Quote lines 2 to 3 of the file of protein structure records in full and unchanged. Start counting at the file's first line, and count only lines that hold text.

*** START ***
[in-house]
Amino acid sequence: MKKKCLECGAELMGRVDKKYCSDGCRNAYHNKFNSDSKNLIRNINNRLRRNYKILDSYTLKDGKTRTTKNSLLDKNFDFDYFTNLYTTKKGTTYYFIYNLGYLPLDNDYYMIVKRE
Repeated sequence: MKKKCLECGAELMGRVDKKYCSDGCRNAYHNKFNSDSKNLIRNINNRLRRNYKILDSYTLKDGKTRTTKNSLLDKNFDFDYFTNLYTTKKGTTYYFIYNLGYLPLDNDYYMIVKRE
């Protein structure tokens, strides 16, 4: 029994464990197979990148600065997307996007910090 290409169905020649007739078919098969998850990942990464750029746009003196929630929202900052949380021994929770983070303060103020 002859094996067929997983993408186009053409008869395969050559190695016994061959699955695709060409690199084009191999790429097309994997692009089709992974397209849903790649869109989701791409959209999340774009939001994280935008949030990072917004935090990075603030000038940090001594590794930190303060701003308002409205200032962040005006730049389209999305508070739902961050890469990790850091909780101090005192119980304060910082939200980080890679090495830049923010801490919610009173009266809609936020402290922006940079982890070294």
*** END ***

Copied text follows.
Amino acid sequence: MKKKCLECGAELMGRVDKKYCSDGCRNAYHNKFNSDSKNLIRNINNRLRRNYKILDSYTLKDGKTRTTKNSLLDKNFDFDYFTNLYTTKKGTTYYFIYNLGYLPLDNDYYMIVKRE
Repeated sequence: MKKKCLECGAELMGRVDKKYCSDGCRNAYHNKFNSDSKNLIRNINNRLRRNYKILDSYTLKDGKTRTTKNSLLDKNFDFDYFTNLYTTKKGTTYYFIYNLGYLPLDNDYYMIVKRE